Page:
August 23, 2022
By M.D. Johnson
When I was 10 years old, my dad and dzedo (Slovak for grandfather) took me to Canada to fish for big walleyes, northern pike and lake trout. As a boy, the entire trip was better than anything I could have dreamed, even when I was told the crystal clear water I'd been swimming in was home to countless leeches.
Didn't bother me a bit.
But the best part of the trip, bar none, came at noon each day when, after a morning of trolling Johnson Silver Minnows, crankbaits and Flatfish, Dzedo would beach our small, 14-foot rental skiff on some remote stretch of beach and, while I continued to cast from the sand, orchestrate the absolute best lunch … perhaps in the history of lunches. After working a mountain of sliced potatoes into the culinary equivalent of gold, he'd fry lightly breaded walleye and pike fillets in a huge cast-iron skillet over red-orange coals.
When it was ready, he'd holler my name. My pop would be there, paper plates and forks in hand, and it was always the same routine. With a smile, Dzedo would nod at the old steel-belted cooler at his side. "You know, son," he'd say. "There might be something in there for you."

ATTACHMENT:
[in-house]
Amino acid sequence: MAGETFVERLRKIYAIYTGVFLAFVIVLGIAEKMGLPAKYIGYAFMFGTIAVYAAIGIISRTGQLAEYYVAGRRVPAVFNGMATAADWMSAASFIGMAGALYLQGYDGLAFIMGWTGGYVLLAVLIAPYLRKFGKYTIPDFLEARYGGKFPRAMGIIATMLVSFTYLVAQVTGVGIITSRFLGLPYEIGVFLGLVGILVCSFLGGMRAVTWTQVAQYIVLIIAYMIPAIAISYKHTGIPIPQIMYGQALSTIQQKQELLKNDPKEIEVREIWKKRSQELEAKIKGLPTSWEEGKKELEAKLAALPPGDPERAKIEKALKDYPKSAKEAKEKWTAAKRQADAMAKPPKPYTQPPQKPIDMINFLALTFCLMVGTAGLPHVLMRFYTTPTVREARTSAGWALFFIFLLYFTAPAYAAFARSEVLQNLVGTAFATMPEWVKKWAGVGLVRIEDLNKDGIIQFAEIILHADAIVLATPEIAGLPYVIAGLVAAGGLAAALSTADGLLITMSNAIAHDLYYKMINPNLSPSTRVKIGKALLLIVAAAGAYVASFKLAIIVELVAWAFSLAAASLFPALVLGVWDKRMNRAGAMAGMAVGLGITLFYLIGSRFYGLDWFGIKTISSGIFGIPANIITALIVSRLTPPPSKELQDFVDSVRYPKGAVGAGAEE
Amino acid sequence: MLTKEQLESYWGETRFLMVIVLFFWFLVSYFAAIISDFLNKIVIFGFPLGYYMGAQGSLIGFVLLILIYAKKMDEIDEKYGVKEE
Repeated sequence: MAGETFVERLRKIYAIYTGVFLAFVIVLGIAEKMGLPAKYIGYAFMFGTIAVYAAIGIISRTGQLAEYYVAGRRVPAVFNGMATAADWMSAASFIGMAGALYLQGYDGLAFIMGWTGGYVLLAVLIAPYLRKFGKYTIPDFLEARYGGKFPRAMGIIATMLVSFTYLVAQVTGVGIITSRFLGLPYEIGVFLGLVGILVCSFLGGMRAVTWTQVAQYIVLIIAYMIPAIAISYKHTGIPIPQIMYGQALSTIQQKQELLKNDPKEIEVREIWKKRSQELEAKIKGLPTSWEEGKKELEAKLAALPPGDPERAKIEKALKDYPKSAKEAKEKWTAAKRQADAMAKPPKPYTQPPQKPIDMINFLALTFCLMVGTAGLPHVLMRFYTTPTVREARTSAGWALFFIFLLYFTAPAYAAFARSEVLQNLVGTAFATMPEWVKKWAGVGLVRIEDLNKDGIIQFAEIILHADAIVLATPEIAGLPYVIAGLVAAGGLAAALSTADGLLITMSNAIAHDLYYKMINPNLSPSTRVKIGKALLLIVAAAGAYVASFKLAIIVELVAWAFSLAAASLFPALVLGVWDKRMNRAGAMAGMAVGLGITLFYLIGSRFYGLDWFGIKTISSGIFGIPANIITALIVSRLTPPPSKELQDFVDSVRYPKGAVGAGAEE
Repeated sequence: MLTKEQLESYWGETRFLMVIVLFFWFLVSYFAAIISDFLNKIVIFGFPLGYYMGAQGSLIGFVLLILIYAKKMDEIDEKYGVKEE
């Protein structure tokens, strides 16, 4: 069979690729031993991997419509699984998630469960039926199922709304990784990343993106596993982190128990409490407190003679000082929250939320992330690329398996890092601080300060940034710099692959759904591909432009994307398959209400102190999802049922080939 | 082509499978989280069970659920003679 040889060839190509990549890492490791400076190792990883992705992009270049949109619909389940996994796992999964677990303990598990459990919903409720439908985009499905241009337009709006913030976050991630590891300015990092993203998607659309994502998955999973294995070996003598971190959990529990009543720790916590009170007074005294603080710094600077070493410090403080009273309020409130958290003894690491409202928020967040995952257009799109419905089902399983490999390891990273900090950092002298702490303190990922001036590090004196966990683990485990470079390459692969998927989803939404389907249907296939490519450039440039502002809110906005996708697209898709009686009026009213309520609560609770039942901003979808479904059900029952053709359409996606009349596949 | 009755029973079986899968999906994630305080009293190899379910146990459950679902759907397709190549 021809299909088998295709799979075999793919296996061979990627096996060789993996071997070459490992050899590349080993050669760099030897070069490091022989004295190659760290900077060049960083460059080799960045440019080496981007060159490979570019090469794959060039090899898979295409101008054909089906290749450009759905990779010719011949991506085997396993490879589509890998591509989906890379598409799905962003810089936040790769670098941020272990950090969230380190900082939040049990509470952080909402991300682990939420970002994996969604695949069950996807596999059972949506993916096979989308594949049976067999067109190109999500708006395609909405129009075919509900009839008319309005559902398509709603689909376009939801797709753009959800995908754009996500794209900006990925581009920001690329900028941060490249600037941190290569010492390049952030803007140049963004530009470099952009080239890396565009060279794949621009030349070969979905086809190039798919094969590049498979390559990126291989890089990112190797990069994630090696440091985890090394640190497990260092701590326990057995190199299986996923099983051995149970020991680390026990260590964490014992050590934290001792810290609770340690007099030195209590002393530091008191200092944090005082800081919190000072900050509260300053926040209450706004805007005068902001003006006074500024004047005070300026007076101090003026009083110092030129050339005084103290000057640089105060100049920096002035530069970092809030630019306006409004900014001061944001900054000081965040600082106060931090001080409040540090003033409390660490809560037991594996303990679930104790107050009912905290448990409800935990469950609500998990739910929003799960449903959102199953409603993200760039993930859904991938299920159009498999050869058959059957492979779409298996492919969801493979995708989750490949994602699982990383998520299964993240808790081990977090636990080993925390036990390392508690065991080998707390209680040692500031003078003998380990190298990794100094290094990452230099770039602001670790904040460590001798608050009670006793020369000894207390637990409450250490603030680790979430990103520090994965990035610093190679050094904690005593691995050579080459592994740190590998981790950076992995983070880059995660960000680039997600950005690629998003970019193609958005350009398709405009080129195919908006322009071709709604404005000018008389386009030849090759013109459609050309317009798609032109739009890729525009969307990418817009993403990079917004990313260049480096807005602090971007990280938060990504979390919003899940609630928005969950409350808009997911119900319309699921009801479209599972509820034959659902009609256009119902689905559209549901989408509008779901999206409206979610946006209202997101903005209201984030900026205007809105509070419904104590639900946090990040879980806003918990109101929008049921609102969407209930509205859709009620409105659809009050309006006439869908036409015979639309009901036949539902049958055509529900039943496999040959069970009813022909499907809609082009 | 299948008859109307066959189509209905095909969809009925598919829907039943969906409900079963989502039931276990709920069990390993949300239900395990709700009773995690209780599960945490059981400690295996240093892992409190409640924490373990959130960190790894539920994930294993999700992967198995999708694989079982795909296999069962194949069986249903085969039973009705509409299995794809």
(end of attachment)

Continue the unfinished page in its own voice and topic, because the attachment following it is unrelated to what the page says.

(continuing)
Inside I'd find an ice-cold 7-Up waiting, the perfect accompaniment to the perfect meal in the ultimate setting—the great outdoors. That was 48 years ago, and I remember it all vividly; a great meal will stay with you a long time. And Dzedo had the touch, for it's an art to concoct the perfect shore lunch. Golden fish fillets, the breading done just right and the meat flaky and hot inside. The spuds browned expertly, with the proper ratio of crunch-to-tender. Not everyone can do it like he did, but with practice any angler can put together a knockout shore lunch sure to please the most discriminating palate.
Location, Location, Location
For the past five years, I've worked summers as a wild-land firefighter, part of a strike team putting out fires started innocently enough by folks looking to enjoy a fresh, hot meal outdoors. I mention this because the first step to the perfect shore lunch is setting up in a spot where there is no risk of starting a wildfire. And if there's an area burn ban in effect, don't even bother.
Even if the fire danger is low, you'll still want to clear the area where you intend to start the fire and surround it with a nonflammable material like sand or rock. Also, be sure to have water and an entrenching tool at hand in the event you need to rapidly extinguish a fire. When the meal is finished, be sure to soak and stir the coals until they are cold to the touch before moving on.
No one enjoys picking around bones, let alone choking on one, so be sure to have the tools necessary to produce perfectly boneless fillets. As part of my standard cooking kit (see below), I pack two fillet knives—a 7-inch and an 8-inch—along with a ceramic sharpener to maintain an edge, especially if I'm dealing with rough-scaled species like walleyes that can quickly dull a blade.